On April 30th, 1939, Lou Gehrig played his last game with the Yankees.
On the last day in April, his consecutive streak of 2,130 games ended. Gehrig’s record stood until Cal Ripken, Jr. broke it in 1995. Gehrig was an incredibly accomplished player, and played a large part in leading the Yankees towards becoming an unbelievable team in baseball.
While his career came to an end as a result of his illness, one of the things he is remembered for is putting in the work and showing up.
One Day Becomes One Year
From June 1925 through April 1939, Gehrig never missed a game. Making the choice to play one day looks like “one day” when we are zoomed in and looking at the calendar. But, when the week or the month is over it is a part of a large collection.
It is a streak that offers evidence that we showed up, even on the days when it wasn’t easy.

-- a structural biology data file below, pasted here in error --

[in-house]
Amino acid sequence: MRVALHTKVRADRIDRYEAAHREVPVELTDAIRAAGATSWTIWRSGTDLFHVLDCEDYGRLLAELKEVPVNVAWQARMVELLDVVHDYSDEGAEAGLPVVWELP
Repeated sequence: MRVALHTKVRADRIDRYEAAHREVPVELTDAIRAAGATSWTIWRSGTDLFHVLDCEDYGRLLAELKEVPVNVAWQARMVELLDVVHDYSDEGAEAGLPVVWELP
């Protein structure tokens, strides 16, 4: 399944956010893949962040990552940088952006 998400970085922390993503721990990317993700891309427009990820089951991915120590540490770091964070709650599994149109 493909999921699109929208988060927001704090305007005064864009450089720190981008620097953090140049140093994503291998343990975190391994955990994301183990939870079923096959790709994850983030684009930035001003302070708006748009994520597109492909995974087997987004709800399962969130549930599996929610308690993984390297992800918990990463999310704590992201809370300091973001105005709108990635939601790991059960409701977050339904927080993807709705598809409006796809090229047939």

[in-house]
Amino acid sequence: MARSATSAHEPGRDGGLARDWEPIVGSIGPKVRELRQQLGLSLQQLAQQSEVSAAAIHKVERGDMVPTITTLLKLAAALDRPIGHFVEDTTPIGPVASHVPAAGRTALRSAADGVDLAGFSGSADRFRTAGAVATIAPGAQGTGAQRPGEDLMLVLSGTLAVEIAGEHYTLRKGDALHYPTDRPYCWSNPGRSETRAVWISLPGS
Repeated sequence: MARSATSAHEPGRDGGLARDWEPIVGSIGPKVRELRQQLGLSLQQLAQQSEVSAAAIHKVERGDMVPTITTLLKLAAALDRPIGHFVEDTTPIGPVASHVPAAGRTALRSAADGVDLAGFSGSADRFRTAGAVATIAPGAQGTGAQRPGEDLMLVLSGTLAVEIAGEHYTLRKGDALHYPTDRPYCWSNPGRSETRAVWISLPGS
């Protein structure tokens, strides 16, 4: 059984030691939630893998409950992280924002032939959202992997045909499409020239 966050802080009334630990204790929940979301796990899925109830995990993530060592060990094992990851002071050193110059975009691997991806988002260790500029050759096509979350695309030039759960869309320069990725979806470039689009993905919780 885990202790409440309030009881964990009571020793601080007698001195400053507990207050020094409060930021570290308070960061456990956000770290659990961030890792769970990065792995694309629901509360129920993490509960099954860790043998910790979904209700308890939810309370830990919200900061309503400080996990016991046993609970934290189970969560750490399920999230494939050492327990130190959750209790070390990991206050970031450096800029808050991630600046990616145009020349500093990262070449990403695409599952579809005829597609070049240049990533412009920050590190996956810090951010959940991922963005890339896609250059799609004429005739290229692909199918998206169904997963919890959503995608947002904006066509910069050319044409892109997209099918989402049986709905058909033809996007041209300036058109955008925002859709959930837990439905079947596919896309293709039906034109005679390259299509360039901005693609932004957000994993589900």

Perseverance Can Be Built
“Consider it pure joy, my brothers and sisters, whenever you face trials of many kinds, because you know that the testing of your faith produces perseverance. Let perseverance finish its work so that you may be mature and complete, not lacking anything. (James 1:2–4)
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This post comes from a devotional series called 4:00 AM Faith. It is written each morning and sent in a condensed format to several people. If you are interested in receiving a daily faith boost, email me at firstname.lastname@example.org